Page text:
SINGUR (HOOGHLY): “We don’t know what will happen in the Court. An early resolution is welcome. Even if the land is not returned to us, I would be happy with higher compensation, at current market rates,” says a land loser at Singur who does not wish to be identified as he is now a Trinamool activist.
Days ahead of the scheduled panchayat polls on July 15, Singur — the place that was instrumental in Mamata Banerjee’s rise as Chief Minister — is slowly, but surely, losing faith over her promise to return acquired land.
A legal dispute between the Tatas and the State Government is now pending in the Supreme Court, and land losers in Singur are not interested any more in prolonging the impasse.
“We would be happy with a solution now,” the activist points out. Initially, farmers were offered Rs 9 lakh an acre. The market price stands at Rs 45 lakh an acre.
According to another local leader in Singur, delayed resolution will only lead to a situation where people will start questioning the Government’s willingness to return their land. “It doesn’t take much time for discontent to brew,” he adds.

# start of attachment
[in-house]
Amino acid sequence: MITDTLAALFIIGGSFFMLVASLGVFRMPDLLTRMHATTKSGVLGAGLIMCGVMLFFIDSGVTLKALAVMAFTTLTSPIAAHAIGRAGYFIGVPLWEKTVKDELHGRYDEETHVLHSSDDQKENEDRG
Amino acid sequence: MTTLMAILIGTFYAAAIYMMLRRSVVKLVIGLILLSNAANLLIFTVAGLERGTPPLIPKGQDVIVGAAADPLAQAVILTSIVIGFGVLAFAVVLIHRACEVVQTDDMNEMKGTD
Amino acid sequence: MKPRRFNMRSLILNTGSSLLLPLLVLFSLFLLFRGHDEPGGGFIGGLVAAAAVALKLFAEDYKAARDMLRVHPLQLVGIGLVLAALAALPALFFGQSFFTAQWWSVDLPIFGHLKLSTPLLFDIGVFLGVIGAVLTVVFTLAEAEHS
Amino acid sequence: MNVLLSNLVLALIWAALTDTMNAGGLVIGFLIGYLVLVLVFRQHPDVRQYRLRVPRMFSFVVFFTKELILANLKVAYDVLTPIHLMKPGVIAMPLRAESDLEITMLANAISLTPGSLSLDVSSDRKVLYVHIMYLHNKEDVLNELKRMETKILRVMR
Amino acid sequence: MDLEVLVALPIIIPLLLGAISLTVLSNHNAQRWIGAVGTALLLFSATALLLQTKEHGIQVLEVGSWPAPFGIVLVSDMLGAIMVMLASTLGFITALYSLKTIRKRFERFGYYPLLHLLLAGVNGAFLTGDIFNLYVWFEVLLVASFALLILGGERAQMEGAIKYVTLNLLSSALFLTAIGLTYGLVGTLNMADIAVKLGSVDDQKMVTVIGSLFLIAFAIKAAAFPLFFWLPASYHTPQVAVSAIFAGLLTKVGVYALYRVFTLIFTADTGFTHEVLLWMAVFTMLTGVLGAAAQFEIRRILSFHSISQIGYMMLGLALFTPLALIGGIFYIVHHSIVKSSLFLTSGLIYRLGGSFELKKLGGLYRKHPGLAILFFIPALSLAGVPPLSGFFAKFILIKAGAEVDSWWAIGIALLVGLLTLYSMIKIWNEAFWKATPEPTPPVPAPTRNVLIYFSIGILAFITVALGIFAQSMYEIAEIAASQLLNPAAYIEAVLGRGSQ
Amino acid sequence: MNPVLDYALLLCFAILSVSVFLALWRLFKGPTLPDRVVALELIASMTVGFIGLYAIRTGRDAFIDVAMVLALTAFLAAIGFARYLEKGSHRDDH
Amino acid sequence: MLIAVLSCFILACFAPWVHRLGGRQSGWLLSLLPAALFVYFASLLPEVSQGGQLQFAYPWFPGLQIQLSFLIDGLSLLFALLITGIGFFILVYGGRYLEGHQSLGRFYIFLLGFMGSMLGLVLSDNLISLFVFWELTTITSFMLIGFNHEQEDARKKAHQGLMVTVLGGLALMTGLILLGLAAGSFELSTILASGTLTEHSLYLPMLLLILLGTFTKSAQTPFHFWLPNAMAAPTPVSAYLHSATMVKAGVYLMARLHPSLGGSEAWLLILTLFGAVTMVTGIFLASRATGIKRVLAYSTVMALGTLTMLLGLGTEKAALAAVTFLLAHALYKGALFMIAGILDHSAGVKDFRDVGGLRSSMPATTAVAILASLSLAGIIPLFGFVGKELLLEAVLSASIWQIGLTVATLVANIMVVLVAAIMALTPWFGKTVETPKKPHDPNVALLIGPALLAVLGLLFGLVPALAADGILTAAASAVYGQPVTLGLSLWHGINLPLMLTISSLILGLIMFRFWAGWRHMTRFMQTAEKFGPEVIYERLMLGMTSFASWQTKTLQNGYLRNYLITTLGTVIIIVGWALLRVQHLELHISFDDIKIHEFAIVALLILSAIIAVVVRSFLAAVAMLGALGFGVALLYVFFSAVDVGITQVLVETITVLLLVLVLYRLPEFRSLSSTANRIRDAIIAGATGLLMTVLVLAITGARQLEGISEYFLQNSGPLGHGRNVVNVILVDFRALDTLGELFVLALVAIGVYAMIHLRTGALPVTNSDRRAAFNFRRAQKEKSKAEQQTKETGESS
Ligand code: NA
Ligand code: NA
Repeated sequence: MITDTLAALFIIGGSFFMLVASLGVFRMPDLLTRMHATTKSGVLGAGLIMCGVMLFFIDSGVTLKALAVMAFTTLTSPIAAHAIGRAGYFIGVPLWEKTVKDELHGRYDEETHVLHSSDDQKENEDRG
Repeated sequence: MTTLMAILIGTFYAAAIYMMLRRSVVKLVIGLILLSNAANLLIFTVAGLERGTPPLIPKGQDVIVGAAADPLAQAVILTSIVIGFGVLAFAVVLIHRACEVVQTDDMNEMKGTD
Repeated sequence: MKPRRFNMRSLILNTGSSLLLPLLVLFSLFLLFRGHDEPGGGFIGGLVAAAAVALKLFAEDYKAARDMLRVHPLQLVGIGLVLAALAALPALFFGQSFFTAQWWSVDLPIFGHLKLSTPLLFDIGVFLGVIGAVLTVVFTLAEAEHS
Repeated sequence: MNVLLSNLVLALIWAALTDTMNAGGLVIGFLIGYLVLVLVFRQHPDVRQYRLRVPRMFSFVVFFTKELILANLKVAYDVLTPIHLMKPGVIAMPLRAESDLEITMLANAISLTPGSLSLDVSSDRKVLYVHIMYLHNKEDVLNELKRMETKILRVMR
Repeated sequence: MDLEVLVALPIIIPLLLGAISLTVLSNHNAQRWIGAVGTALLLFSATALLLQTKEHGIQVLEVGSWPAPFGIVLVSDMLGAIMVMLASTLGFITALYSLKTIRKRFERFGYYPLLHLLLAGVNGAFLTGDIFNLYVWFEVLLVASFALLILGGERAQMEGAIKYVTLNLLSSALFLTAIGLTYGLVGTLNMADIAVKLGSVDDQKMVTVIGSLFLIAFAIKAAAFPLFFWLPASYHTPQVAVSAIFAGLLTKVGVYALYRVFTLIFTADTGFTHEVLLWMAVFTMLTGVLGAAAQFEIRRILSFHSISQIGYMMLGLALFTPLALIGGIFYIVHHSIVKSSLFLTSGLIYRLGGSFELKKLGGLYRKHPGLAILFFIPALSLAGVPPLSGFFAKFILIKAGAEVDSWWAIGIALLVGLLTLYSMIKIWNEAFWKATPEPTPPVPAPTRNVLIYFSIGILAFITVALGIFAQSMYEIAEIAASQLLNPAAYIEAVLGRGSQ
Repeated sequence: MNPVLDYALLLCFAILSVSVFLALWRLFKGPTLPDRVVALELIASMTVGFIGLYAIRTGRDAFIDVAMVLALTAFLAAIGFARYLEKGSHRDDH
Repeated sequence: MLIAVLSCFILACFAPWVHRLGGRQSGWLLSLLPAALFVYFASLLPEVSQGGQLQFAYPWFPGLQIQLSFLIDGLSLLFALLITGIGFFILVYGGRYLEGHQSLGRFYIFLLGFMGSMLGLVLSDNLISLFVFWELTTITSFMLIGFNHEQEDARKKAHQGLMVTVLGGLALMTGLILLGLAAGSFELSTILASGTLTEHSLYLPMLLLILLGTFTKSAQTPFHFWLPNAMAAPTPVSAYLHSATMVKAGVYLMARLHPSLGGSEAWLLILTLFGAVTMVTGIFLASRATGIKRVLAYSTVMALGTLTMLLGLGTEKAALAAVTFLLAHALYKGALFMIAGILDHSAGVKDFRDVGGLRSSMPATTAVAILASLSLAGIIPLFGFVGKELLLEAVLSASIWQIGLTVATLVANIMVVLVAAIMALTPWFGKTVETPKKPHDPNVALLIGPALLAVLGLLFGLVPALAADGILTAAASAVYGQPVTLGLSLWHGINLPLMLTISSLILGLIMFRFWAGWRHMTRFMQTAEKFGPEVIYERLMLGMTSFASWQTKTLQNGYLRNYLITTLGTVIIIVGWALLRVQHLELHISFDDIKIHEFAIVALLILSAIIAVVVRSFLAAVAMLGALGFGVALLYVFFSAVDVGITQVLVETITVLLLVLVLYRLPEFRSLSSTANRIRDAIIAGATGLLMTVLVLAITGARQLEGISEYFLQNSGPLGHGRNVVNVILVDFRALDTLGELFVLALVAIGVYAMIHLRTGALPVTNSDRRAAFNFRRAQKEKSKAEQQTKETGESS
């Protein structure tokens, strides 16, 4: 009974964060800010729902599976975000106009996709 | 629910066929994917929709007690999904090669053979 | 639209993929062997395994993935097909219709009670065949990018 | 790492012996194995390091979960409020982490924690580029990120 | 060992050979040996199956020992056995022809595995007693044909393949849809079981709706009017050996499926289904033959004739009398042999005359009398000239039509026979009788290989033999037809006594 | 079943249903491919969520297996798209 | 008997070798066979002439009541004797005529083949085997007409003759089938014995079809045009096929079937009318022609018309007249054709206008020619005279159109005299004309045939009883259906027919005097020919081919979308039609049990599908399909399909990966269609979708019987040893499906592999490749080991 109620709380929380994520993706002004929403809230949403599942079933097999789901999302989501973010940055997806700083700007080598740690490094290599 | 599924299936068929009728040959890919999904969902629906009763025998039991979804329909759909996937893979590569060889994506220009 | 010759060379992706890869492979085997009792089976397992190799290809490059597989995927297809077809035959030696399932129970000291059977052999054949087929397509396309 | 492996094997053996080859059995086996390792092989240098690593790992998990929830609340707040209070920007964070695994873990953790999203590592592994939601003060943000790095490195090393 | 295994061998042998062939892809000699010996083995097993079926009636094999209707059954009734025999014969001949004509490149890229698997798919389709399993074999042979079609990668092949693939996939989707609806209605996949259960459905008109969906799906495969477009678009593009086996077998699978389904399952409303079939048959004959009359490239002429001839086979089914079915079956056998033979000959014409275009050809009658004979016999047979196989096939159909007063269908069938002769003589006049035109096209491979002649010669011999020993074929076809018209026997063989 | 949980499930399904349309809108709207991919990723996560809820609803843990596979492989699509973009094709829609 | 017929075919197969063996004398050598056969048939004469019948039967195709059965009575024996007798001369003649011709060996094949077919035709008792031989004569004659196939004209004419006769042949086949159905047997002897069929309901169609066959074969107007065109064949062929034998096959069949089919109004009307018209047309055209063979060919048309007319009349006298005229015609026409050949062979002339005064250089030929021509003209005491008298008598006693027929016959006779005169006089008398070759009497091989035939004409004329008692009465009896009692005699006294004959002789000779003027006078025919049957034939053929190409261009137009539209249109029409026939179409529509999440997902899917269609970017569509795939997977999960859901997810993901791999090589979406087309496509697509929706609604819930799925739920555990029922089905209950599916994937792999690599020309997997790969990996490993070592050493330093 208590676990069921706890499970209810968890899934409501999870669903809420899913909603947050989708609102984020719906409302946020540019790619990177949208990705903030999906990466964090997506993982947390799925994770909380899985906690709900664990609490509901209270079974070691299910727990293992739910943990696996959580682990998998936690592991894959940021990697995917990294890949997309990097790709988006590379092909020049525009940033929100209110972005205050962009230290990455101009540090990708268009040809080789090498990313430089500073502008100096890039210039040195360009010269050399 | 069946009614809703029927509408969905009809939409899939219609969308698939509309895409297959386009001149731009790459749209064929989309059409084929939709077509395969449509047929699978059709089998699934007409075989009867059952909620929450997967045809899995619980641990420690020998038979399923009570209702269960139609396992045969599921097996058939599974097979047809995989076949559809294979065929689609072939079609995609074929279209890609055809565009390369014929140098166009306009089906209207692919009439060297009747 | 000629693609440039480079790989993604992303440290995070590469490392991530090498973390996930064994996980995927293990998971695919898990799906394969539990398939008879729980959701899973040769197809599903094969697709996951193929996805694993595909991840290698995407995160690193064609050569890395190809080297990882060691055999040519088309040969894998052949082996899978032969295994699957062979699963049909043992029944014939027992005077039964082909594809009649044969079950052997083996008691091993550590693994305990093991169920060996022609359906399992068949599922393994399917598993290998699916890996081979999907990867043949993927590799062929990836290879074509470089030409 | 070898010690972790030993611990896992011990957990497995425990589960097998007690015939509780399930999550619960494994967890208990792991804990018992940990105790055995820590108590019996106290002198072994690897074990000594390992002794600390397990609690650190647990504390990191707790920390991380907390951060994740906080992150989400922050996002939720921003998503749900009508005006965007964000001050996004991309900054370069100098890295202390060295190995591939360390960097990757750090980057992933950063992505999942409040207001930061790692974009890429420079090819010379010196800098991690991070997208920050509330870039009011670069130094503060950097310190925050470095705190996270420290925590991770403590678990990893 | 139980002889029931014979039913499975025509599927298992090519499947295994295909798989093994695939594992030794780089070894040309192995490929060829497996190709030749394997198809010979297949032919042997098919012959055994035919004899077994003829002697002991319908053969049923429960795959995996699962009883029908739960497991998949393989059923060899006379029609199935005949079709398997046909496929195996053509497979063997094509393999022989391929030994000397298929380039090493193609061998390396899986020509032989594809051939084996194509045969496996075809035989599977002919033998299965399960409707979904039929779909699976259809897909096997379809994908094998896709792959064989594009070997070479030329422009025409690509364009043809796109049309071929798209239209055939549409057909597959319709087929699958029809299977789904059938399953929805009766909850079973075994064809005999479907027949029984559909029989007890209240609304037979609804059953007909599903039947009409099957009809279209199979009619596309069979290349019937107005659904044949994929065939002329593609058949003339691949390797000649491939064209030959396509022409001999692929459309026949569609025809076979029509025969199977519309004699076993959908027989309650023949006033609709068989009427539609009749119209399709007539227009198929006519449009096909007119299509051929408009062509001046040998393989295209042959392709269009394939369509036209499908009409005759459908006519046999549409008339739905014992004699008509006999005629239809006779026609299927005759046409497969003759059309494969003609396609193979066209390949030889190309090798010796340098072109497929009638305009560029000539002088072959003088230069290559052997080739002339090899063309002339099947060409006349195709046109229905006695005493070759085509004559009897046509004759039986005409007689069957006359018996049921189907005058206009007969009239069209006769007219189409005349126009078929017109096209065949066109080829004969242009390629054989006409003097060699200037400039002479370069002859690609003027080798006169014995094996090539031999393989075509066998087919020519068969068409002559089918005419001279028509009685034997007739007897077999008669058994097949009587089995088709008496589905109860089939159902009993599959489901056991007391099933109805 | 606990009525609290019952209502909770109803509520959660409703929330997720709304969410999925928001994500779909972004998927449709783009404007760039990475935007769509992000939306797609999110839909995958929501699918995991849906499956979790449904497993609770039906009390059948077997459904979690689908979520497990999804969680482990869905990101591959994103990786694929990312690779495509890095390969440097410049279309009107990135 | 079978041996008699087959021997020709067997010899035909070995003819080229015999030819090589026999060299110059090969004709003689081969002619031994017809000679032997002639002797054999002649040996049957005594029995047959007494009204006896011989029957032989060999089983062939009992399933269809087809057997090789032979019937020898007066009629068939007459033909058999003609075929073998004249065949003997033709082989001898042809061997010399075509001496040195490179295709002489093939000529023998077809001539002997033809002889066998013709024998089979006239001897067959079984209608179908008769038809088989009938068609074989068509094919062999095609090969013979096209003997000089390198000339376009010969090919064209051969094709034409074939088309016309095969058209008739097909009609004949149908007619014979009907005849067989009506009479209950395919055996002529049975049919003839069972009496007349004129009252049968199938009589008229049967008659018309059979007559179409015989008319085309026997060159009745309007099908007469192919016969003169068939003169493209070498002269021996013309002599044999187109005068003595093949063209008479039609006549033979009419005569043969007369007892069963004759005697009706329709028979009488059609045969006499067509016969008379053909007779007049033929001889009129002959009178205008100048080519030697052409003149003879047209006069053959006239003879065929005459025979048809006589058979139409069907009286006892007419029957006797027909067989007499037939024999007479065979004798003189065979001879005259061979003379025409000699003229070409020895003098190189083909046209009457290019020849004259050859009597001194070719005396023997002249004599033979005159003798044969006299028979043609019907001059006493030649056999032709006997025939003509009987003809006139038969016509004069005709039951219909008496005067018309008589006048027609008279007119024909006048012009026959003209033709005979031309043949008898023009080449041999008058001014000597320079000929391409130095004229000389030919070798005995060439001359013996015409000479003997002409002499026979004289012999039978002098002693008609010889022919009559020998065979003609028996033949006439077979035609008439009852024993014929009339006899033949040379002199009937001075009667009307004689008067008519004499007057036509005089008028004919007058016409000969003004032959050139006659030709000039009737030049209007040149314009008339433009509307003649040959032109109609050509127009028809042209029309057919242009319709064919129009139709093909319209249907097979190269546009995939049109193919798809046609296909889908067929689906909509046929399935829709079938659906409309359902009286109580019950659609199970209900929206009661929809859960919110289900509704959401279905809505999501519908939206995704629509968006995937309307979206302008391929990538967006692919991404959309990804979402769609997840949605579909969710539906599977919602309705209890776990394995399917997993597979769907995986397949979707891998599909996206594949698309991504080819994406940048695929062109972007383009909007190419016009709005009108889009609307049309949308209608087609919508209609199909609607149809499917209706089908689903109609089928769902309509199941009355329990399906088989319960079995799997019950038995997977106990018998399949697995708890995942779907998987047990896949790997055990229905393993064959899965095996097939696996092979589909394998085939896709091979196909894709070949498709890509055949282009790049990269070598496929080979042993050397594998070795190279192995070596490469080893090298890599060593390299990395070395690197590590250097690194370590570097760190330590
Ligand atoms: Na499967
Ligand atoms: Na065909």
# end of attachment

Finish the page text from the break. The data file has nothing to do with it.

For the immediate panchayat polls though, there are no worries.
The five mouzas (an administrative unit covering a few villages) from where land was acquired for the Tata Motors plant have 16 gram panchayats and a panchayat samiti. Of these, the Trinamool holds power in 15 and in the panchayat samiti.
Wait and Watch
The groundswell of resentment, locals admit, was contained to some extent by the State Government. Announcement of a moratorium of Rs 2,000 and 16 kg of rice a month for every family that has lost land has, if local leaders are to be believed, defused some tension.
“Most of my 4 acres of land was acquired. But yes, this moratorium and rice has helped,” Bottokrishna Das of Beraberi told Business Line. Local Trinamool leaders know that a “wait-and-watch” policy isn’t a solution.
The ensuing rural polls might see a complete rout of the CPI (M) again. But with all 16 gram panchayat seats being contested, primarily between the Trinamool and CPI (M)-led Left Front, dissenting voices might find a taker. While the Trinamool domination is more or less a fact, the CPI(M) is not a spent force. A few kilometres off Beraberi is Bajemelia – another mouza singed by the same grouse of land acquisition.
But here, the failure of the ruling party to deliver on its poll promise (returning land) is an issue.
“I know my neighbours are ruing their decision to not take the compensation. They have told me so on many occasions. But they will not go public with their grouse,” Tapan Majhi, one of the sharecroppers from Bajemelia said. Majhi now runs a tea-shop in the nearby market.
His immediate neighbour is Shankar Majhi. Shankar admits to being an “unwilling” land loser but fends off questions with a smile.